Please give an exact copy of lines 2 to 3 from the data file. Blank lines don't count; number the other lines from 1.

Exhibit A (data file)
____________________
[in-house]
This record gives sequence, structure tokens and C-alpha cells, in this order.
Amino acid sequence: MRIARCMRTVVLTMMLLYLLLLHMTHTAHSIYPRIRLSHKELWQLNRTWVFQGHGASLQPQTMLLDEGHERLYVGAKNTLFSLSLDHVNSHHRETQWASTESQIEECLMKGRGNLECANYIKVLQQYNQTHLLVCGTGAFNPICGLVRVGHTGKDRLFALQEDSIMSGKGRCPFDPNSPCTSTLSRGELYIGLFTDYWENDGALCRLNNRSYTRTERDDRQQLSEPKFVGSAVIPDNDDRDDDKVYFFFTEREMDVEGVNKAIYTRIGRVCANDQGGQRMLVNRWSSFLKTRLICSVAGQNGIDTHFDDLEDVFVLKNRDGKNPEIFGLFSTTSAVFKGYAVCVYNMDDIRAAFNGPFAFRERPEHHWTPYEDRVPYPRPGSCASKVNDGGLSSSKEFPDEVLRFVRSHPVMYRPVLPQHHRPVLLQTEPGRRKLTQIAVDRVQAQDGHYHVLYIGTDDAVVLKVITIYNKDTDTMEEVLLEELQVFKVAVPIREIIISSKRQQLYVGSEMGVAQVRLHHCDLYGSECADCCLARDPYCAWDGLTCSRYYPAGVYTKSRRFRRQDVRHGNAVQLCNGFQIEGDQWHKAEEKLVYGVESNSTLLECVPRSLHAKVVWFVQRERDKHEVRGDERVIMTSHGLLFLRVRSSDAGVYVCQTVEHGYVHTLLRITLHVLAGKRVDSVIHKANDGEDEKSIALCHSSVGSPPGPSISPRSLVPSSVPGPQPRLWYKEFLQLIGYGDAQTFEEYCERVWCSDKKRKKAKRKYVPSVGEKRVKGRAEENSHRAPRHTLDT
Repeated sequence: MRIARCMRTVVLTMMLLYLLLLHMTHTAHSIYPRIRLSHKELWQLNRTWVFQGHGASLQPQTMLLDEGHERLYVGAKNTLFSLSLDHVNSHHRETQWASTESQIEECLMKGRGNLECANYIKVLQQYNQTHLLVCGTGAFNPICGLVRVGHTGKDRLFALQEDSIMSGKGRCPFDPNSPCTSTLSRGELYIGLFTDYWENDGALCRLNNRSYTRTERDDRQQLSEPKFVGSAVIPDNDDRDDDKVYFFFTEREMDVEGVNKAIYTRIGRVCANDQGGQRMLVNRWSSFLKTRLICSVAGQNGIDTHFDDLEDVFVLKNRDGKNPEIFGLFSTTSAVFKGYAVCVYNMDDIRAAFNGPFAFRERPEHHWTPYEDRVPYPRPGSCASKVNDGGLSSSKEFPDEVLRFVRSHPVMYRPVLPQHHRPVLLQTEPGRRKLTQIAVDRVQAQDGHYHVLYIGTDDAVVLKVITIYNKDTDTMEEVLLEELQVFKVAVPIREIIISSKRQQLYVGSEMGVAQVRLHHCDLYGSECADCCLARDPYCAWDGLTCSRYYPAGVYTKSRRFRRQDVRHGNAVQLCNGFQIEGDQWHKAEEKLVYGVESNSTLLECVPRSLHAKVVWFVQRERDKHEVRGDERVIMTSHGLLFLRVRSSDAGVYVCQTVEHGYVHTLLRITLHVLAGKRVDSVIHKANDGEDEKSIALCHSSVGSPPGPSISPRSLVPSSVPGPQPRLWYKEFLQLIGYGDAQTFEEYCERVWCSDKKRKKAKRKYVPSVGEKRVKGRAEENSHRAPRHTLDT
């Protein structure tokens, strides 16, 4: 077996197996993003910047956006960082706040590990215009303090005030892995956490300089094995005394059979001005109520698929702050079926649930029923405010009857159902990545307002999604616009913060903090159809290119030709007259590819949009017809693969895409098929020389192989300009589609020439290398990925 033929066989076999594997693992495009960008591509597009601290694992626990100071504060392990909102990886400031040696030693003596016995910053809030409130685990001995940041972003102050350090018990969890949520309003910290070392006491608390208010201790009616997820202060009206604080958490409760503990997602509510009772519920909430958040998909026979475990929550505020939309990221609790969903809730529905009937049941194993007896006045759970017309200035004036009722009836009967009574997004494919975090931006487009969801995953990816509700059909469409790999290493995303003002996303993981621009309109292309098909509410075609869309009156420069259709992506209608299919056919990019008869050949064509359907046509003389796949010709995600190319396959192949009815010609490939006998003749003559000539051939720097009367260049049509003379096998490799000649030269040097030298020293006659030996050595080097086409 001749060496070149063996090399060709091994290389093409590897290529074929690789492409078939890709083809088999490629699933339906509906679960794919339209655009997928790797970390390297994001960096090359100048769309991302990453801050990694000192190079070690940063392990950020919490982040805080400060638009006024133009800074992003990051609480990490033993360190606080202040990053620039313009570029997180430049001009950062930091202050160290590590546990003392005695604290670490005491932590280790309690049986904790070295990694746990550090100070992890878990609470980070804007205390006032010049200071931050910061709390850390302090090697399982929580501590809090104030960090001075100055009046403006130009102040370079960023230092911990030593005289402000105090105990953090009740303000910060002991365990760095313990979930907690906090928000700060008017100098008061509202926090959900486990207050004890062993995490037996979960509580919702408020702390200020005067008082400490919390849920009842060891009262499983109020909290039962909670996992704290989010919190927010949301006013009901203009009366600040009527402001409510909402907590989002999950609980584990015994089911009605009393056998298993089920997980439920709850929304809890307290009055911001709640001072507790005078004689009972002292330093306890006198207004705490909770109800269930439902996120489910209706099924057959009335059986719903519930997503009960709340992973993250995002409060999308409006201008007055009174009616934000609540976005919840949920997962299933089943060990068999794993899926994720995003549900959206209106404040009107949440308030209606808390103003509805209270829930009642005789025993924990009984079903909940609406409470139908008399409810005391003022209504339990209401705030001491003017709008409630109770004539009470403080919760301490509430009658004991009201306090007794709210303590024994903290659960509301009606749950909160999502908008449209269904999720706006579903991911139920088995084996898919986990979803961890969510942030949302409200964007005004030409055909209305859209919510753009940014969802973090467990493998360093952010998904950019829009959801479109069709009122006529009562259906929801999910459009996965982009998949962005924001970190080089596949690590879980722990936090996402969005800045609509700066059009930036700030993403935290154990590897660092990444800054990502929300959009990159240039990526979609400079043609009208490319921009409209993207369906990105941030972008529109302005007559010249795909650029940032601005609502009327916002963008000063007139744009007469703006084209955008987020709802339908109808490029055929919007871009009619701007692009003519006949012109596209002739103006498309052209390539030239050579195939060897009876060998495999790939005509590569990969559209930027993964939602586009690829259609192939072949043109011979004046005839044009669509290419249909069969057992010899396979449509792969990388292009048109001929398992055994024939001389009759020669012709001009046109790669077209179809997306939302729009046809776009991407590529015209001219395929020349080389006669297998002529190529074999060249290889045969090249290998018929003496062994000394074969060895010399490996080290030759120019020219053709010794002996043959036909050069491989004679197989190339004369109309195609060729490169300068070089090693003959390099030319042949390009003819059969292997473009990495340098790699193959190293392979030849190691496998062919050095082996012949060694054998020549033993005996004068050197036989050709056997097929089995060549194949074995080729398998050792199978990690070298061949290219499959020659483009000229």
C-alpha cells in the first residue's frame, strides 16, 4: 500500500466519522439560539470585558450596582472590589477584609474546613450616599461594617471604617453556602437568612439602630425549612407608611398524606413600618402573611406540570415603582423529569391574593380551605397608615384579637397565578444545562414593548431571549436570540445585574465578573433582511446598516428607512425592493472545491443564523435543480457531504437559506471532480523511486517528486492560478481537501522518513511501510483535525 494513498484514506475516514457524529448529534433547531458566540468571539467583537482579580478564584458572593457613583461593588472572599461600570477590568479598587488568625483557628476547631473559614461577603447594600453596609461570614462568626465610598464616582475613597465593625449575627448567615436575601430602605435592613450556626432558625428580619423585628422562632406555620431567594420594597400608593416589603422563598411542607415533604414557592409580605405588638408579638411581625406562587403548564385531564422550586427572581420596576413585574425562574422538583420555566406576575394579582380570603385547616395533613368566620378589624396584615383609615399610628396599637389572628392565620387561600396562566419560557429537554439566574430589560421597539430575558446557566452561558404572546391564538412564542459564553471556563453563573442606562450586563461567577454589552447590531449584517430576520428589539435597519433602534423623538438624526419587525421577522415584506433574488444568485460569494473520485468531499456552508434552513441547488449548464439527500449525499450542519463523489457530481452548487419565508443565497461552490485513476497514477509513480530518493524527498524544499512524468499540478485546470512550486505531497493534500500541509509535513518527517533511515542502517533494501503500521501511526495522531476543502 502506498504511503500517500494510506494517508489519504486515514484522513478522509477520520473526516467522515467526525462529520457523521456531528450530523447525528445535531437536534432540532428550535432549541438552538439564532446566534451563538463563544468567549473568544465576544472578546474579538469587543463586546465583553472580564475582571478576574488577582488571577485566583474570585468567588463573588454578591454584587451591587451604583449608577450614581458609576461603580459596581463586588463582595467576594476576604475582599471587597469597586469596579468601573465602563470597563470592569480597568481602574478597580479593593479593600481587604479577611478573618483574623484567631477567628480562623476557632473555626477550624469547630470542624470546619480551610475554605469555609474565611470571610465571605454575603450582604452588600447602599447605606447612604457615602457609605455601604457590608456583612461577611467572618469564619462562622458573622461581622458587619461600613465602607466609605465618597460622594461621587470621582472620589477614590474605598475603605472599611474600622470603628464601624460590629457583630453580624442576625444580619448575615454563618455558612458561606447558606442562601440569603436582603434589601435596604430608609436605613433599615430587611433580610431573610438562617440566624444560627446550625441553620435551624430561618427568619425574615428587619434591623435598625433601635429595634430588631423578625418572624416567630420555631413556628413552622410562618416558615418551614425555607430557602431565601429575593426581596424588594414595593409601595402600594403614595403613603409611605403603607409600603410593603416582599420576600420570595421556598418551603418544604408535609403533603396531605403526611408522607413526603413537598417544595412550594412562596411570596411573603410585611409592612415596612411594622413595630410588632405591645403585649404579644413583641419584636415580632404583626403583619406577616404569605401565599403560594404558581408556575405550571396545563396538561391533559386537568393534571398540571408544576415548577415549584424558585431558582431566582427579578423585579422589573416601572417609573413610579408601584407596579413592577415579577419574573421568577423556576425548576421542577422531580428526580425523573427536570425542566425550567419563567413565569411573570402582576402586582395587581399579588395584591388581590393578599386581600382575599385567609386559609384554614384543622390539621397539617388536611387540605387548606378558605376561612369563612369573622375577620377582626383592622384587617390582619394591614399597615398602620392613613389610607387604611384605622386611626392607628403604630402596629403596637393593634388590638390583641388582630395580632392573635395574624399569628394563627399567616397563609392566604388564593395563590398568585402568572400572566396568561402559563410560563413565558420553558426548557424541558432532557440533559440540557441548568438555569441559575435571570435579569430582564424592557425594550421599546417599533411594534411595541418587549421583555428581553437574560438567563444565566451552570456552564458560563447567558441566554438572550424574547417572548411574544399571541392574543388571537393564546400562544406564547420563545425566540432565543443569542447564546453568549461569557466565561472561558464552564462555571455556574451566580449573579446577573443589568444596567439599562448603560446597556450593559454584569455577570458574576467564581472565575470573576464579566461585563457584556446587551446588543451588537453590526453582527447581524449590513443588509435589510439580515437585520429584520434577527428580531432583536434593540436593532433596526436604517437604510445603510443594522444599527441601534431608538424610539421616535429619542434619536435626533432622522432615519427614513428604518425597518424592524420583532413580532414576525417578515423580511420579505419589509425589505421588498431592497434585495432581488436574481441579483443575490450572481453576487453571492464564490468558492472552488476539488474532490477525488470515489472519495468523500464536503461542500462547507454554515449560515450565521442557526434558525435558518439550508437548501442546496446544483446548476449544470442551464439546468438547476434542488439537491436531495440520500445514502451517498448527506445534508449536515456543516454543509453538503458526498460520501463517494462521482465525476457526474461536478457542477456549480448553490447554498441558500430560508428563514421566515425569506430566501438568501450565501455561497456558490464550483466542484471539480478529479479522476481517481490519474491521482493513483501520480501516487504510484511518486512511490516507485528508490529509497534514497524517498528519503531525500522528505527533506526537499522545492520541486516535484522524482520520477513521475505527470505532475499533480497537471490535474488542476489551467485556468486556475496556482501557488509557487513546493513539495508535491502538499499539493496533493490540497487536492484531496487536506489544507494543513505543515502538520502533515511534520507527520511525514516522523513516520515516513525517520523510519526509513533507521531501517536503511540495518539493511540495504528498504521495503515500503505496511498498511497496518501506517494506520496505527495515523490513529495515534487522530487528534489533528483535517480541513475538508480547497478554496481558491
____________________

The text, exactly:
This record gives sequence, structure tokens and C-alpha cells, in this order.
Amino acid sequence: MRIARCMRTVVLTMMLLYLLLLHMTHTAHSIYPRIRLSHKELWQLNRTWVFQGHGASLQPQTMLLDEGHERLYVGAKNTLFSLSLDHVNSHHRETQWASTESQIEECLMKGRGNLECANYIKVLQQYNQTHLLVCGTGAFNPICGLVRVGHTGKDRLFALQEDSIMSGKGRCPFDPNSPCTSTLSRGELYIGLFTDYWENDGALCRLNNRSYTRTERDDRQQLSEPKFVGSAVIPDNDDRDDDKVYFFFTEREMDVEGVNKAIYTRIGRVCANDQGGQRMLVNRWSSFLKTRLICSVAGQNGIDTHFDDLEDVFVLKNRDGKNPEIFGLFSTTSAVFKGYAVCVYNMDDIRAAFNGPFAFRERPEHHWTPYEDRVPYPRPGSCASKVNDGGLSSSKEFPDEVLRFVRSHPVMYRPVLPQHHRPVLLQTEPGRRKLTQIAVDRVQAQDGHYHVLYIGTDDAVVLKVITIYNKDTDTMEEVLLEELQVFKVAVPIREIIISSKRQQLYVGSEMGVAQVRLHHCDLYGSECADCCLARDPYCAWDGLTCSRYYPAGVYTKSRRFRRQDVRHGNAVQLCNGFQIEGDQWHKAEEKLVYGVESNSTLLECVPRSLHAKVVWFVQRERDKHEVRGDERVIMTSHGLLFLRVRSSDAGVYVCQTVEHGYVHTLLRITLHVLAGKRVDSVIHKANDGEDEKSIALCHSSVGSPPGPSISPRSLVPSSVPGPQPRLWYKEFLQLIGYGDAQTFEEYCERVWCSDKKRKKAKRKYVPSVGEKRVKGRAEENSHRAPRHTLDT